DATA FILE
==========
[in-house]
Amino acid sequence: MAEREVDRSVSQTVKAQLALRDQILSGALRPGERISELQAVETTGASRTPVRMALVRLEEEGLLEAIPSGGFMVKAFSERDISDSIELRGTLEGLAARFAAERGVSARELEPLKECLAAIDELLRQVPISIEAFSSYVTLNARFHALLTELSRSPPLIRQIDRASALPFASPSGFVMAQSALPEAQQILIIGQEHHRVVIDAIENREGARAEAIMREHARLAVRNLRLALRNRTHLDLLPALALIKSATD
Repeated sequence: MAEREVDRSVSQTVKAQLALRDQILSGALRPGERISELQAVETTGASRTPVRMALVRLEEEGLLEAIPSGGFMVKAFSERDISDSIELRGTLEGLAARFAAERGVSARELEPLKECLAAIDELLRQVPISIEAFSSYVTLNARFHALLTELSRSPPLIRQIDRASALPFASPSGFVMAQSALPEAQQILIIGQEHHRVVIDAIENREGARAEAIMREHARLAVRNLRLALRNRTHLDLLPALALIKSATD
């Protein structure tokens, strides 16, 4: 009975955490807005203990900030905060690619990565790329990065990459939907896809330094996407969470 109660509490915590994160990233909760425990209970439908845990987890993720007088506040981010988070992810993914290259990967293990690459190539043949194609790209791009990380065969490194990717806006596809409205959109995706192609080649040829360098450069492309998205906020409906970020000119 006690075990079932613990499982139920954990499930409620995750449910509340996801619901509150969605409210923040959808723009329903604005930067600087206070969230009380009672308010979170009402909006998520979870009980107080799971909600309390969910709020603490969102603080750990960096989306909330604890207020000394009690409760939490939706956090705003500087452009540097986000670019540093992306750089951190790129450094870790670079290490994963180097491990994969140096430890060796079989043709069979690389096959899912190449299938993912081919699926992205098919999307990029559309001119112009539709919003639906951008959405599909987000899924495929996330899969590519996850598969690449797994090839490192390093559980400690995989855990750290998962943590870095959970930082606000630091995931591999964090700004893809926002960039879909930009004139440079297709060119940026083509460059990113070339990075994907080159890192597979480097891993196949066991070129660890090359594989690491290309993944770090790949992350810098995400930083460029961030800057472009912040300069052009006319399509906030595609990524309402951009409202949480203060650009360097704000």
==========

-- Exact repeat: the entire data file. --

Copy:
[in-house]
Amino acid sequence: MAEREVDRSVSQTVKAQLALRDQILSGALRPGERISELQAVETTGASRTPVRMALVRLEEEGLLEAIPSGGFMVKAFSERDISDSIELRGTLEGLAARFAAERGVSARELEPLKECLAAIDELLRQVPISIEAFSSYVTLNARFHALLTELSRSPPLIRQIDRASALPFASPSGFVMAQSALPEAQQILIIGQEHHRVVIDAIENREGARAEAIMREHARLAVRNLRLALRNRTHLDLLPALALIKSATD
Repeated sequence: MAEREVDRSVSQTVKAQLALRDQILSGALRPGERISELQAVETTGASRTPVRMALVRLEEEGLLEAIPSGGFMVKAFSERDISDSIELRGTLEGLAARFAAERGVSARELEPLKECLAAIDELLRQVPISIEAFSSYVTLNARFHALLTELSRSPPLIRQIDRASALPFASPSGFVMAQSALPEAQQILIIGQEHHRVVIDAIENREGARAEAIMREHARLAVRNLRLALRNRTHLDLLPALALIKSATD
């Protein structure tokens, strides 16, 4: 009975955490807005203990900030905060690619990565790329990065990459939907896809330094996407969470 109660509490915590994160990233909760425990209970439908845990987890993720007088506040981010988070992810993914290259990967293990690459190539043949194609790209791009990380065969490194990717806006596809409205959109995706192609080649040829360098450069492309998205906020409906970020000119 006690075990079932613990499982139920954990499930409620995750449910509340996801619901509150969605409210923040959808723009329903604005930067600087206070969230009380009672308010979170009402909006998520979870009980107080799971909600309390969910709020603490969102603080750990960096989306909330604890207020000394009690409760939490939706956090705003500087452009540097986000670019540093992306750089951190790129450094870790670079290490994963180097491990994969140096430890060796079989043709069979690389096959899912190449299938993912081919699926992205098919999307990029559309001119112009539709919003639906951008959405599909987000899924495929996330899969590519996850598969690449797994090839490192390093559980400690995989855990750290998962943590870095959970930082606000630091995931591999964090700004893809926002960039879909930009004139440079297709060119940026083509460059990113070339990075994907080159890192597979480097891993196949066991070129660890090359594989690491290309993944770090790949992350810098995400930083460029961030800057472009912040300069052009006319399509906030595609990524309402951009409202949480203060650009360097704000």